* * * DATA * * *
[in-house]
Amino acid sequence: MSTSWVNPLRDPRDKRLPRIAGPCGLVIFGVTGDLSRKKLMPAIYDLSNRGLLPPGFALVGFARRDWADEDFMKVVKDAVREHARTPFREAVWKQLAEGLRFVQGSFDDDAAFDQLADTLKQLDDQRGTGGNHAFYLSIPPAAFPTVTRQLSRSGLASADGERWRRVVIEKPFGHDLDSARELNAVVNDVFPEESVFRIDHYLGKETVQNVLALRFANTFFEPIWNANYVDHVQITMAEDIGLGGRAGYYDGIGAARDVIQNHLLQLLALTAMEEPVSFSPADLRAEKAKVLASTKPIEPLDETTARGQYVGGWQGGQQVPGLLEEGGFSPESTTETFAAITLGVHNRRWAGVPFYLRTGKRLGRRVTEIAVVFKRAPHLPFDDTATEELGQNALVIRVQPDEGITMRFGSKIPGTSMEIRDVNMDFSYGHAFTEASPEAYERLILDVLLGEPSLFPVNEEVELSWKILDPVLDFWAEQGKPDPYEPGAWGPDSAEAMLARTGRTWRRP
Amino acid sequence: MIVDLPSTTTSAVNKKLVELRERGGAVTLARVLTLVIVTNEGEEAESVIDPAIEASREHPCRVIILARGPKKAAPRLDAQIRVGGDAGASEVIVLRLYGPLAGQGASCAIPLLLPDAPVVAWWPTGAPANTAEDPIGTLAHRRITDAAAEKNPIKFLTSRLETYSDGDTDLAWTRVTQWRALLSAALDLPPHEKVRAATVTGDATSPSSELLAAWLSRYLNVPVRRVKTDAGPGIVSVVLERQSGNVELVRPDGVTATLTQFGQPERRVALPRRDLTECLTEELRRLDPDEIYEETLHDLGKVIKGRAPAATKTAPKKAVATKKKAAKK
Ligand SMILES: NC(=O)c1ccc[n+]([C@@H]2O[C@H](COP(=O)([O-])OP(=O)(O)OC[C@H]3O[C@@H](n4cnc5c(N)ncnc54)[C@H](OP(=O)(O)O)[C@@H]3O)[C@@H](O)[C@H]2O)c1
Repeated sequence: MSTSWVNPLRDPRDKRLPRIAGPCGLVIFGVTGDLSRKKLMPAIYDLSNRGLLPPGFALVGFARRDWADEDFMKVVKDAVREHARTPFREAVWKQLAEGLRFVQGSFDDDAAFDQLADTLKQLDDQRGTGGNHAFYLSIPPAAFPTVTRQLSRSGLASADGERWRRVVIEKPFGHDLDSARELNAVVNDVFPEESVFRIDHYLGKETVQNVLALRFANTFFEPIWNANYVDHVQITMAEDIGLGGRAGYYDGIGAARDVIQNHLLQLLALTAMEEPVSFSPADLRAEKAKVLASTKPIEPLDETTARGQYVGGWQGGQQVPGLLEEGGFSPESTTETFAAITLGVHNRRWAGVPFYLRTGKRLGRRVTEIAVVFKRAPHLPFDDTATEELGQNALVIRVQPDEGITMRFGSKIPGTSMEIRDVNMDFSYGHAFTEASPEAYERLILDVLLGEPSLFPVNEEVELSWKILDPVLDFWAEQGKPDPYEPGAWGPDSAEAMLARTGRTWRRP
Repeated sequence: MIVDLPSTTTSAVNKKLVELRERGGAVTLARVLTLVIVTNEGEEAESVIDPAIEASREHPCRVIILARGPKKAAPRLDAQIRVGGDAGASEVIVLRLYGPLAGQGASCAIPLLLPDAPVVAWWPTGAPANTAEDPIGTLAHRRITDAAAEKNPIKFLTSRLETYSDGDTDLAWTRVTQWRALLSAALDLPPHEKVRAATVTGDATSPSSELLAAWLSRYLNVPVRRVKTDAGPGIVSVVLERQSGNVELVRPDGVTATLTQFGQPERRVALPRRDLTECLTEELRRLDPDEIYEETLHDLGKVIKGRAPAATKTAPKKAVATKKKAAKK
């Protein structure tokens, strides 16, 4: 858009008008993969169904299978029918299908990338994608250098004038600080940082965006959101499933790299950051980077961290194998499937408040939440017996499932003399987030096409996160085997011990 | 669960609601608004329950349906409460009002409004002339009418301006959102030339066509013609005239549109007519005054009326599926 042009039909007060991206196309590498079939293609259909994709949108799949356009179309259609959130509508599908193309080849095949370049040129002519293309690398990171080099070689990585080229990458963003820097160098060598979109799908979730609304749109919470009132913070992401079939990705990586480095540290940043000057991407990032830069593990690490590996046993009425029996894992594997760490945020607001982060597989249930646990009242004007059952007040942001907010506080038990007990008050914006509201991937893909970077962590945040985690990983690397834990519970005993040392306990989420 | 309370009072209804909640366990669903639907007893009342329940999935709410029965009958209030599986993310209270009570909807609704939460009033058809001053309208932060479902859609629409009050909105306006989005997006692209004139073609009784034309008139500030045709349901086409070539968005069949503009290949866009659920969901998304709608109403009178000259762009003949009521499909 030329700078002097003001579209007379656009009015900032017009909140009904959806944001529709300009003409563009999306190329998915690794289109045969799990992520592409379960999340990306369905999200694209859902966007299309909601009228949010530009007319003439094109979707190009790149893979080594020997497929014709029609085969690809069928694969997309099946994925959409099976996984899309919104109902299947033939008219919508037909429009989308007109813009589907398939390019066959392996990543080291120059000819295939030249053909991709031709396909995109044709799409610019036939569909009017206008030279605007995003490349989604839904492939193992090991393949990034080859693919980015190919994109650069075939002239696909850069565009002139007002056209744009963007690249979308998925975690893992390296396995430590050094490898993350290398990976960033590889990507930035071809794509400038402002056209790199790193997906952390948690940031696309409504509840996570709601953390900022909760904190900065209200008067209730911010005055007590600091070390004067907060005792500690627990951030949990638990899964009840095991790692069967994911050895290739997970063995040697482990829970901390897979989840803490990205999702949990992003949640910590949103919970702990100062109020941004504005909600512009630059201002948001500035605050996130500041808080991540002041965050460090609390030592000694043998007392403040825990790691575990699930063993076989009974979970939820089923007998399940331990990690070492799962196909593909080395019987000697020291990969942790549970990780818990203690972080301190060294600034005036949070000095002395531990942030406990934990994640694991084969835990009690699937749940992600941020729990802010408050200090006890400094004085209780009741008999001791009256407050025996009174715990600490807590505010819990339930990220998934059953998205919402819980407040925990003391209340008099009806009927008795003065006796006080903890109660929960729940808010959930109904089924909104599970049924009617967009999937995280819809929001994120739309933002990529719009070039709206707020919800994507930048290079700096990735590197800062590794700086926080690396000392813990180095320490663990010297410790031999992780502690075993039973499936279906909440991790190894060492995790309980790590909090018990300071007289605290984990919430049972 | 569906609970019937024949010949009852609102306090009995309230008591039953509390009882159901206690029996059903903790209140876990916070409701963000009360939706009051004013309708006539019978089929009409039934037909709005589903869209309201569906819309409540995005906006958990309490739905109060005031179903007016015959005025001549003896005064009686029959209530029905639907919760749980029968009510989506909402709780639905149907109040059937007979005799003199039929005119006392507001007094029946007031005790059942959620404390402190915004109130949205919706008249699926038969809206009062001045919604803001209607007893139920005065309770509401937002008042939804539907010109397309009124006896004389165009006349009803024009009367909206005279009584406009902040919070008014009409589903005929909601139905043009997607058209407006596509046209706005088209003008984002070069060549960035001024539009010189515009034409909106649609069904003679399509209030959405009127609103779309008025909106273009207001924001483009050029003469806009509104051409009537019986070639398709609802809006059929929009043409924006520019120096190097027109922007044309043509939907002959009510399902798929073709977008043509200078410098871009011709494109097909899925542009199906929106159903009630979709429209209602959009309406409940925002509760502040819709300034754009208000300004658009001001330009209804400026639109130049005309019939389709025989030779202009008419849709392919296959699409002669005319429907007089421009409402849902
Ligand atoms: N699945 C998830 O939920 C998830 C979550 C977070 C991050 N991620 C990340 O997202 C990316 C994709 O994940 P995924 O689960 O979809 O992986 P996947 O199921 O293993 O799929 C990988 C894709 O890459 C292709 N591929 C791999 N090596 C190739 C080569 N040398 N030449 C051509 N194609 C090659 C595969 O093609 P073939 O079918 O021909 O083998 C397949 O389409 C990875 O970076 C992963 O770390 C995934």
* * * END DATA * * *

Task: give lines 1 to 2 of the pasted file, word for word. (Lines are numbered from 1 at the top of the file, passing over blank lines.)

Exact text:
[in-house]
Amino acid sequence: MSTSWVNPLRDPRDKRLPRIAGPCGLVIFGVTGDLSRKKLMPAIYDLSNRGLLPPGFALVGFARRDWADEDFMKVVKDAVREHARTPFREAVWKQLAEGLRFVQGSFDDDAAFDQLADTLKQLDDQRGTGGNHAFYLSIPPAAFPTVTRQLSRSGLASADGERWRRVVIEKPFGHDLDSARELNAVVNDVFPEESVFRIDHYLGKETVQNVLALRFANTFFEPIWNANYVDHVQITMAEDIGLGGRAGYYDGIGAARDVIQNHLLQLLALTAMEEPVSFSPADLRAEKAKVLASTKPIEPLDETTARGQYVGGWQGGQQVPGLLEEGGFSPESTTETFAAITLGVHNRRWAGVPFYLRTGKRLGRRVTEIAVVFKRAPHLPFDDTATEELGQNALVIRVQPDEGITMRFGSKIPGTSMEIRDVNMDFSYGHAFTEASPEAYERLILDVLLGEPSLFPVNEEVELSWKILDPVLDFWAEQGKPDPYEPGAWGPDSAEAMLARTGRTWRRP